Banerjee, Rajabrata (2011): The US-UK productivity gap in the twentieth century: from technology and population perspectives.
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Recent developments in endogenous growth models have enabled researchers to reconsider some key events such as the take-off of the United States in the twentieth century. This paper investigates the roles played by innovative activity and population growth on comparative total factor productivity (TFP) growth between the US and the UK in the period 1870–2009. The study finds that the comparative lead in the US TFP was significantly affected by innovative activity on the one hand and population growth on the other. While the first factor influenced TFP growth positively, the latter created a growth drag. Moreover, the findings strongly support the Schumpeterian growth hypothesis, where innovative activity has permanent growth effects in the long run.
|Item Type:||MPRA Paper|
|Original Title:||The US-UK productivity gap in the twentieth century: from technology and population perspectives|
|Keywords:||endogenous growth; productivity gap; technology; population|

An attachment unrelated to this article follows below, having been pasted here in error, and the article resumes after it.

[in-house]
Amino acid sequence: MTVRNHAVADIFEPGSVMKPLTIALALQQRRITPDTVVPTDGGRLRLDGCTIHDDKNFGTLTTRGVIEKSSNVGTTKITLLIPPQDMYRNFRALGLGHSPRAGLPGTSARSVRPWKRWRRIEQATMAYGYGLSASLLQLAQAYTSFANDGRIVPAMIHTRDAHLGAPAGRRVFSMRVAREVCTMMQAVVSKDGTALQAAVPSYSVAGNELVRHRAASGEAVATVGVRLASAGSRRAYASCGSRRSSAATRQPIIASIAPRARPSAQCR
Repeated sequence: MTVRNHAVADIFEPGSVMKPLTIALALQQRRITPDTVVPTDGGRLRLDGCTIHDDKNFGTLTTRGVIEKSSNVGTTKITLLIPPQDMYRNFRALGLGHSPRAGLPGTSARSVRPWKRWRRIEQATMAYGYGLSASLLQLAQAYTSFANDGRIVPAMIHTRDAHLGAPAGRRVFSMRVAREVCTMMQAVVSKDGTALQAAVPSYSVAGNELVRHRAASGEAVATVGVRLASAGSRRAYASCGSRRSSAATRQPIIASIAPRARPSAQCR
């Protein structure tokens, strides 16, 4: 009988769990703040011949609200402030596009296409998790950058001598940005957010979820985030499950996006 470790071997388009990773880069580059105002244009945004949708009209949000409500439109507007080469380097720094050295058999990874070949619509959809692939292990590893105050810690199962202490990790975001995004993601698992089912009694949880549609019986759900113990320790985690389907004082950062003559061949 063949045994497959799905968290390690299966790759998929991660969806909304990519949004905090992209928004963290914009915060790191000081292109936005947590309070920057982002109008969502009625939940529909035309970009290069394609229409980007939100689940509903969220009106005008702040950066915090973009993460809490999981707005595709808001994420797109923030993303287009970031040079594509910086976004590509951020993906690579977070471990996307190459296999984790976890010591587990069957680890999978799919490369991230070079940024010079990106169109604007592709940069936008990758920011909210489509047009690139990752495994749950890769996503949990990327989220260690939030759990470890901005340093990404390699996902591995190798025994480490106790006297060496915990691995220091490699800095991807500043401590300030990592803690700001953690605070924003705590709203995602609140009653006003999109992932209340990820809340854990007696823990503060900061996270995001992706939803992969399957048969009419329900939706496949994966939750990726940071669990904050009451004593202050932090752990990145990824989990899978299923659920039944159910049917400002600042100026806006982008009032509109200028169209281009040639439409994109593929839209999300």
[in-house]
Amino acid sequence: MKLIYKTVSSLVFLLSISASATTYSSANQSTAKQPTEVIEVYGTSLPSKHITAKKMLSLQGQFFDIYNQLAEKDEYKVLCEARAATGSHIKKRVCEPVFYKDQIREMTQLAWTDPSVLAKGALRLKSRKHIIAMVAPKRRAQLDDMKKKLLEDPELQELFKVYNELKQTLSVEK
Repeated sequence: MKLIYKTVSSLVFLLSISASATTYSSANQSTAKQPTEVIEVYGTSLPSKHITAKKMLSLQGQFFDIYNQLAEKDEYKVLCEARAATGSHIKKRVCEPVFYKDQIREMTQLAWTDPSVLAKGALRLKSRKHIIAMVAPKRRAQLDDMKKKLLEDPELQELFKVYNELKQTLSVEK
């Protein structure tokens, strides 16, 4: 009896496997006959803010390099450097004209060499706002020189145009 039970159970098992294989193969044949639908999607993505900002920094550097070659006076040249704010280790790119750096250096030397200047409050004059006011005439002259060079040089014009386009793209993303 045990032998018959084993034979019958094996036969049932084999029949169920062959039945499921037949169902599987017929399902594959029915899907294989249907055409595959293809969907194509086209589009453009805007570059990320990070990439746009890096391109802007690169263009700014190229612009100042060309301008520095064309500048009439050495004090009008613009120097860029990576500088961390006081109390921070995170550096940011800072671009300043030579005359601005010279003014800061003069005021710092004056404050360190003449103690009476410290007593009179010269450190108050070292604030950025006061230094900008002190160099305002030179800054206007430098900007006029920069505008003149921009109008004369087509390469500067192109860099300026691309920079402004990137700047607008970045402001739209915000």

|Subjects:||O - Economic Development, Technological Change, and Growth > O3 - Technological Change; Research and Development; Intellectual Property Rights > O30 - General
O - Economic Development, Technological Change, and Growth > O4 - Economic Growth and Aggregate Productivity > O40 - General
|Depositing User:||Rajabrata Banerjee|
|Date Deposited:||16. May 2011 12:35|
|Last Modified:||16. Feb 2013 00:43|
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The US-UK productivity gap in the twentieth century: a race between technology and population. (deposited 13. May 2011 02:45)
- The US-UK productivity gap in the twentieth century: from technology and population perspectives. (deposited 16. May 2011 12:35) [Currently Displayed]